How Are Micropollutants Measured?
Jun 29 2022
Micropollutants – defined as substances which can infiltrate our environment at low concentrations and bioaccumulate over time, thus contaminating it – have been around for millennia. But while micropollutants do have organic sources, there are also plenty of synthetic and manmade micropollutants which have greatly accelerated their rate of contamination in the last two centuries or more.
Unfortunately, our knowledge of these small but potentially damaging substances is still in its infancy, especially when it comes to emerging micropollutants (EMPs). Nonetheless, the scientific community is working hard to develop new ways of measuring concentrations of various micropollutants in water, soil and air samples, since the first step in overcoming any problem is fully understanding it. While ways and means of quantifying micropollutant concentrations will vary from analyte to analyte and geographical region to geographical region, these are three of the most commonplace and effective today.
Triple quadrupole liquid chromatography-mass spectrometry
This approach relies on the traditional practice of liquid chromatography to separate chemical compounds into their constituent parts. These analytes are then sent through a series of quadrupoles, at which stage they are turned into molecular ions, before being fragmented and separated to allow them to be identified and quantified.
The extra stage of fragmentation allows for more precise analysis of the sample than simple molecular ionisation would on its own. This is because the voltage used during the fragmentation processed can be tweaked to encourage greater stability and more widespread fragmentation, thus revealing more information about the makeup of the analytes.
Nuclear magnetic resonance
As the name suggests, nuclear magnetic resonance uses an oscillating magnetic field to impact upon the nuclei of a compound, to which it will respond with an electromagnetic signal. This can be isolated and analysed to determine which type of micropollutant is being dealt with and has proven to be very effective in such a field.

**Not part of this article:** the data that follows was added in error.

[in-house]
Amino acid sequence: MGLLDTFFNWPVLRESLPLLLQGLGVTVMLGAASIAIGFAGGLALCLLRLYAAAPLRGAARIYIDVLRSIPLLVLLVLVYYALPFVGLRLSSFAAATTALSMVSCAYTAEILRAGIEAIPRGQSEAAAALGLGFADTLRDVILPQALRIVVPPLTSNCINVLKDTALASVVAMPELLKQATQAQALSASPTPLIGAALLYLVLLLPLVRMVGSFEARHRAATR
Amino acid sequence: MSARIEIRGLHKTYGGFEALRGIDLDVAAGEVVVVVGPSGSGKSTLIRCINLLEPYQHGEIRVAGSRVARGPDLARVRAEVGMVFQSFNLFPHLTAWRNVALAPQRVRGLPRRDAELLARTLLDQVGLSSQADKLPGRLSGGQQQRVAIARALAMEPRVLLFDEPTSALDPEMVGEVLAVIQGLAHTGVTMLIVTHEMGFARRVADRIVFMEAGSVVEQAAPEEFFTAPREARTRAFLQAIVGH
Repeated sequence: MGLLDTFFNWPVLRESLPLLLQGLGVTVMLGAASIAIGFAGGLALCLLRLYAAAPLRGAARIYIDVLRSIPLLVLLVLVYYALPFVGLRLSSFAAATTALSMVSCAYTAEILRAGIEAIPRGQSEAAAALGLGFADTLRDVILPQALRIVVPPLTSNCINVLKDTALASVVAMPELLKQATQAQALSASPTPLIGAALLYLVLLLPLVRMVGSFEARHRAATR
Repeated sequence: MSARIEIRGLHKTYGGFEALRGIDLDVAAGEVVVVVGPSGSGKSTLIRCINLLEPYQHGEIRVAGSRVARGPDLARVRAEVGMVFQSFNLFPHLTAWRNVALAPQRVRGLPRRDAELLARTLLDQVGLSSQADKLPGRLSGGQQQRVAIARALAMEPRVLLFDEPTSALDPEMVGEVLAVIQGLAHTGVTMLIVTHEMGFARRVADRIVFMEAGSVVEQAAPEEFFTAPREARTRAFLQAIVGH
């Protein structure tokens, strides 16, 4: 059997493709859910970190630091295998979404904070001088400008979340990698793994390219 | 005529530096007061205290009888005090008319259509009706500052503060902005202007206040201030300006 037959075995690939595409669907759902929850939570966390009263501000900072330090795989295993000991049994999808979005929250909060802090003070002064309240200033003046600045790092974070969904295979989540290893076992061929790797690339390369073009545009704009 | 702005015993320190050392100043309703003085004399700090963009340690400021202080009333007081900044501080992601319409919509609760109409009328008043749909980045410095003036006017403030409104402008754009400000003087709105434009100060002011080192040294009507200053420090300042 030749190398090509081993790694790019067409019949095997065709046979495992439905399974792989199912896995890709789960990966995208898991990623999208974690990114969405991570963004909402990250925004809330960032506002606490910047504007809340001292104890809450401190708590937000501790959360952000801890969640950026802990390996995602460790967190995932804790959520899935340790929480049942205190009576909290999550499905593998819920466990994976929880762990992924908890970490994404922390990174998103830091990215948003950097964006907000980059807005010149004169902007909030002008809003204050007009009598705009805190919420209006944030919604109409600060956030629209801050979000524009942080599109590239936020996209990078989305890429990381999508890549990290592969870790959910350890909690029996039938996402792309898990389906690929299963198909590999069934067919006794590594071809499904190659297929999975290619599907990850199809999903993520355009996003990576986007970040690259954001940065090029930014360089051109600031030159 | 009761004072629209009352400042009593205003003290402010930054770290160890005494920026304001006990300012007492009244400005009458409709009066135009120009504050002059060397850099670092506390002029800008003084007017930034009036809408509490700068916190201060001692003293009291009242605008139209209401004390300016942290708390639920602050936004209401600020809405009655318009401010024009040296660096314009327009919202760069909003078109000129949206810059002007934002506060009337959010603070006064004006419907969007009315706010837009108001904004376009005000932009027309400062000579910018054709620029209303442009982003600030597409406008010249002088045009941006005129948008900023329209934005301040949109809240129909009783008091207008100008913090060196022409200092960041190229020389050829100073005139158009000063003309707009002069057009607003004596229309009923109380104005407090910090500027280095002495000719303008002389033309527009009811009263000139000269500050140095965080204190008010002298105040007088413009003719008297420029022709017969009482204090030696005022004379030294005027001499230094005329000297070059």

However, it’s also used in a variety of other applications. Perhaps the best known use of nuclear magnetic resonance among the general public is its role in healthcare and medicine, such as in magnetic resonance imaging (MRI) machines. It also serves an important purpose in the fields of quantum computing, data acquisition in the petroleum industry and many others.
Laser-induced Raman and fluorescence spectroscopy (LIRFS)
Laser-induced fluorescence (LIF) is a technique utilising lasers to artificially excite an atom or molecule to a greater level of energy. It has traditionally been used to analyse molecular structures, identify selective species and take flow measurements. When combined with Raman spectroscopy, however, there is evidence that is could be useful in quantifying micropollutants, too.
This technique is very much at the developmental stage, though promising studies have shown that LIRFS can be extremely effective in measuring micropollutants when supported by artificial intelligence (AI). In particular, one piece of research showed that it returned a rate of assignment reliability of 95%, meaning it could have a bright future ahead of it.
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